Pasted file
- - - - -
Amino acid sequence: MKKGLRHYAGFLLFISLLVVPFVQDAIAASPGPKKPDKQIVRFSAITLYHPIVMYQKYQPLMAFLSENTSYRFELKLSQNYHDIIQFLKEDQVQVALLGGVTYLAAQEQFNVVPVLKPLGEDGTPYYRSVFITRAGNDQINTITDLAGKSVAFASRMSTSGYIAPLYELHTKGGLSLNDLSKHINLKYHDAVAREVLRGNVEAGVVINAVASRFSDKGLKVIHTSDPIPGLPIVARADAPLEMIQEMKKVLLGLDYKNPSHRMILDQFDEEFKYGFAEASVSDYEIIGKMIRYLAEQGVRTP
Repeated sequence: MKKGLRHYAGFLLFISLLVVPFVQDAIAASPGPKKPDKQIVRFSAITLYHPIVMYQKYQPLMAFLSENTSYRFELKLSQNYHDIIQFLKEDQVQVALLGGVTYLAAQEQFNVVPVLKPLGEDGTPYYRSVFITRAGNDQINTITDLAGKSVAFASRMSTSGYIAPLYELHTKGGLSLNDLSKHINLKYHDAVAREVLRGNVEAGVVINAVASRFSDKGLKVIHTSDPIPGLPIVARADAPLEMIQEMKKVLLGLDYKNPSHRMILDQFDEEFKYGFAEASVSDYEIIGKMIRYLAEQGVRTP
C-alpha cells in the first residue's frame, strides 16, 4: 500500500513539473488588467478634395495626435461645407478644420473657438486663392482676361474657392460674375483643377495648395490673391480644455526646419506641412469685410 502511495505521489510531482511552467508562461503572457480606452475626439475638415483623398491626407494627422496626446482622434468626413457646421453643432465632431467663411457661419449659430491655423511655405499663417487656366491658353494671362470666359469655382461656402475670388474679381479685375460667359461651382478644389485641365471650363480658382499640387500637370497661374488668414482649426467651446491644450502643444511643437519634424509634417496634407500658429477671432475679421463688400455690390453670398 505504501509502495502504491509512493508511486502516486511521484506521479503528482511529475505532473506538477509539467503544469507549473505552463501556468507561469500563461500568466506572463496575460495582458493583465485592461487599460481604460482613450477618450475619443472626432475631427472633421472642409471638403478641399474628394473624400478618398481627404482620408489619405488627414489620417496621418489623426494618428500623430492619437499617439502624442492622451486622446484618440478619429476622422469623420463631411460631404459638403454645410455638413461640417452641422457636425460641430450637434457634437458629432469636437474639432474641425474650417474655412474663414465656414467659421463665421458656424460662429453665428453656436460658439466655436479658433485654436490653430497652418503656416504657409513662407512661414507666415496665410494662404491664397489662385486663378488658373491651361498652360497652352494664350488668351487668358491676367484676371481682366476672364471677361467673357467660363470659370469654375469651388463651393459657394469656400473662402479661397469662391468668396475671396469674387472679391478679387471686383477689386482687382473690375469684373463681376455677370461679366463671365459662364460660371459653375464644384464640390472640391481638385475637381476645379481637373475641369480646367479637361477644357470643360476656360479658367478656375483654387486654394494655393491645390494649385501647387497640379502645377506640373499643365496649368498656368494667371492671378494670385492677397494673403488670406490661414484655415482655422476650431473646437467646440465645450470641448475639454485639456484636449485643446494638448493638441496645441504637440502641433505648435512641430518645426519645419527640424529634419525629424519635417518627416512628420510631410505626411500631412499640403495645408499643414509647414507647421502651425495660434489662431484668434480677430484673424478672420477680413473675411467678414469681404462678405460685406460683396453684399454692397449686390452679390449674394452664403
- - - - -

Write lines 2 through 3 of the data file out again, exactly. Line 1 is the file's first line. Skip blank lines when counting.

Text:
Repeated sequence: MKKGLRHYAGFLLFISLLVVPFVQDAIAASPGPKKPDKQIVRFSAITLYHPIVMYQKYQPLMAFLSENTSYRFELKLSQNYHDIIQFLKEDQVQVALLGGVTYLAAQEQFNVVPVLKPLGEDGTPYYRSVFITRAGNDQINTITDLAGKSVAFASRMSTSGYIAPLYELHTKGGLSLNDLSKHINLKYHDAVAREVLRGNVEAGVVINAVASRFSDKGLKVIHTSDPIPGLPIVARADAPLEMIQEMKKVLLGLDYKNPSHRMILDQFDEEFKYGFAEASVSDYEIIGKMIRYLAEQGVRTP
C-alpha cells in the first residue's frame, strides 16, 4: 500500500513539473488588467478634395495626435461645407478644420473657438486663392482676361474657392460674375483643377495648395490673391480644455526646419506641412469685410 502511495505521489510531482511552467508562461503572457480606452475626439475638415483623398491626407494627422496626446482622434468626413457646421453643432465632431467663411457661419449659430491655423511655405499663417487656366491658353494671362470666359469655382461656402475670388474679381479685375460667359461651382478644389485641365471650363480658382499640387500637370497661374488668414482649426467651446491644450502643444511643437519634424509634417496634407500658429477671432475679421463688400455690390453670398 505504501509502495502504491509512493508511486502516486511521484506521479503528482511529475505532473506538477509539467503544469507549473505552463501556468507561469500563461500568466506572463496575460495582458493583465485592461487599460481604460482613450477618450475619443472626432475631427472633421472642409471638403478641399474628394473624400478618398481627404482620408489619405488627414489620417496621418489623426494618428500623430492619437499617439502624442492622451486622446484618440478619429476622422469623420463631411460631404459638403454645410455638413461640417452641422457636425460641430450637434457634437458629432469636437474639432474641425474650417474655412474663414465656414467659421463665421458656424460662429453665428453656436460658439466655436479658433485654436490653430497652418503656416504657409513662407512661414507666415496665410494662404491664397489662385486663378488658373491651361498652360497652352494664350488668351487668358491676367484676371481682366476672364471677361467673357467660363470659370469654375469651388463651393459657394469656400473662402479661397469662391468668396475671396469674387472679391478679387471686383477689386482687382473690375469684373463681376455677370461679366463671365459662364460660371459653375464644384464640390472640391481638385475637381476645379481637373475641369480646367479637361477644357470643360476656360479658367478656375483654387486654394494655393491645390494649385501647387497640379502645377506640373499643365496649368498656368494667371492671378494670385492677397494673403488670406490661414484655415482655422476650431473646437467646440465645450470641448475639454485639456484636449485643446494638448493638441496645441504637440502641433505648435512641430518645426519645419527640424529634419525629424519635417518627416512628420510631410505626411500631412499640403495645408499643414509647414507647421502651425495660434489662431484668434480677430484673424478672420477680413473675411467678414469681404462678405460685406460683396453684399454692397449686390452679390449674394452664403